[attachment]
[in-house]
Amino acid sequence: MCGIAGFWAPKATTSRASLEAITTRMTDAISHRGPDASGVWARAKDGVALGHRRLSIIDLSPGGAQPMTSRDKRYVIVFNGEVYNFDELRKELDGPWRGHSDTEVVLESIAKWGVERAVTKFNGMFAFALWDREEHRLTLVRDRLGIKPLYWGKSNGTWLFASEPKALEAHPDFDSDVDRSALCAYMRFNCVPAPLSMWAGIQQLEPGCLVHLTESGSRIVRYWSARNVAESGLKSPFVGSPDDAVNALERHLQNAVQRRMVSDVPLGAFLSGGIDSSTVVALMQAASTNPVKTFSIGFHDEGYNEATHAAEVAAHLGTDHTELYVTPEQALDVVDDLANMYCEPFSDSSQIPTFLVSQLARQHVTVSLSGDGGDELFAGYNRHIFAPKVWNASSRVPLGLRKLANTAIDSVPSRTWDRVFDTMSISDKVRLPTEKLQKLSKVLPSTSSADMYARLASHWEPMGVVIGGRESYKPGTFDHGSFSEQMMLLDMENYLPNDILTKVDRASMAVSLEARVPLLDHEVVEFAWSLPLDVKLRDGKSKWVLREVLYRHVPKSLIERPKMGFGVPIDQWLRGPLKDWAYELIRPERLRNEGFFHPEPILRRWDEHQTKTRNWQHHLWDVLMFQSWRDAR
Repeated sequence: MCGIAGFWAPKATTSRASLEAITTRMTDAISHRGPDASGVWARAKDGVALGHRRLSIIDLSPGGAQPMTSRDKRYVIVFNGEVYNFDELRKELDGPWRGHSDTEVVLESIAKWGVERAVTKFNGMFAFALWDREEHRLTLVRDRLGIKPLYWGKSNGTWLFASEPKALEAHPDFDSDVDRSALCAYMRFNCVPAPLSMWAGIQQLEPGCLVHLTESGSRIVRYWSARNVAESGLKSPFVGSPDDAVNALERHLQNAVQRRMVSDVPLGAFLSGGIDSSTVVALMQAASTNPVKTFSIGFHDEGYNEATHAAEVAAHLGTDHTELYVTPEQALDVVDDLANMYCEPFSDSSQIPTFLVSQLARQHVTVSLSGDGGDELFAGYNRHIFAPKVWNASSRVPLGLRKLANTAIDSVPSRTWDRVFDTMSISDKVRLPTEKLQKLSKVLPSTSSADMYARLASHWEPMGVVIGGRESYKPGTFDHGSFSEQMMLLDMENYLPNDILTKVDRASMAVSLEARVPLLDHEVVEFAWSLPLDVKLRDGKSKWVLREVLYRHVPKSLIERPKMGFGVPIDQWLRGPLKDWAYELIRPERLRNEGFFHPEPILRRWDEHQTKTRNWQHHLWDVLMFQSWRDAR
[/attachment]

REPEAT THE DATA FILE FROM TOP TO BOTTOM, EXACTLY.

[in-house]
Amino acid sequence: MCGIAGFWAPKATTSRASLEAITTRMTDAISHRGPDASGVWARAKDGVALGHRRLSIIDLSPGGAQPMTSRDKRYVIVFNGEVYNFDELRKELDGPWRGHSDTEVVLESIAKWGVERAVTKFNGMFAFALWDREEHRLTLVRDRLGIKPLYWGKSNGTWLFASEPKALEAHPDFDSDVDRSALCAYMRFNCVPAPLSMWAGIQQLEPGCLVHLTESGSRIVRYWSARNVAESGLKSPFVGSPDDAVNALERHLQNAVQRRMVSDVPLGAFLSGGIDSSTVVALMQAASTNPVKTFSIGFHDEGYNEATHAAEVAAHLGTDHTELYVTPEQALDVVDDLANMYCEPFSDSSQIPTFLVSQLARQHVTVSLSGDGGDELFAGYNRHIFAPKVWNASSRVPLGLRKLANTAIDSVPSRTWDRVFDTMSISDKVRLPTEKLQKLSKVLPSTSSADMYARLASHWEPMGVVIGGRESYKPGTFDHGSFSEQMMLLDMENYLPNDILTKVDRASMAVSLEARVPLLDHEVVEFAWSLPLDVKLRDGKSKWVLREVLYRHVPKSLIERPKMGFGVPIDQWLRGPLKDWAYELIRPERLRNEGFFHPEPILRRWDEHQTKTRNWQHHLWDVLMFQSWRDAR
Repeated sequence: MCGIAGFWAPKATTSRASLEAITTRMTDAISHRGPDASGVWARAKDGVALGHRRLSIIDLSPGGAQPMTSRDKRYVIVFNGEVYNFDELRKELDGPWRGHSDTEVVLESIAKWGVERAVTKFNGMFAFALWDREEHRLTLVRDRLGIKPLYWGKSNGTWLFASEPKALEAHPDFDSDVDRSALCAYMRFNCVPAPLSMWAGIQQLEPGCLVHLTESGSRIVRYWSARNVAESGLKSPFVGSPDDAVNALERHLQNAVQRRMVSDVPLGAFLSGGIDSSTVVALMQAASTNPVKTFSIGFHDEGYNEATHAAEVAAHLGTDHTELYVTPEQALDVVDDLANMYCEPFSDSSQIPTFLVSQLARQHVTVSLSGDGGDELFAGYNRHIFAPKVWNASSRVPLGLRKLANTAIDSVPSRTWDRVFDTMSISDKVRLPTEKLQKLSKVLPSTSSADMYARLASHWEPMGVVIGGRESYKPGTFDHGSFSEQMMLLDMENYLPNDILTKVDRASMAVSLEARVPLLDHEVVEFAWSLPLDVKLRDGKSKWVLREVLYRHVPKSLIERPKMGFGVPIDQWLRGPLKDWAYELIRPERLRNEGFFHPEPILRRWDEHQTKTRNWQHHLWDVLMFQSWRDAR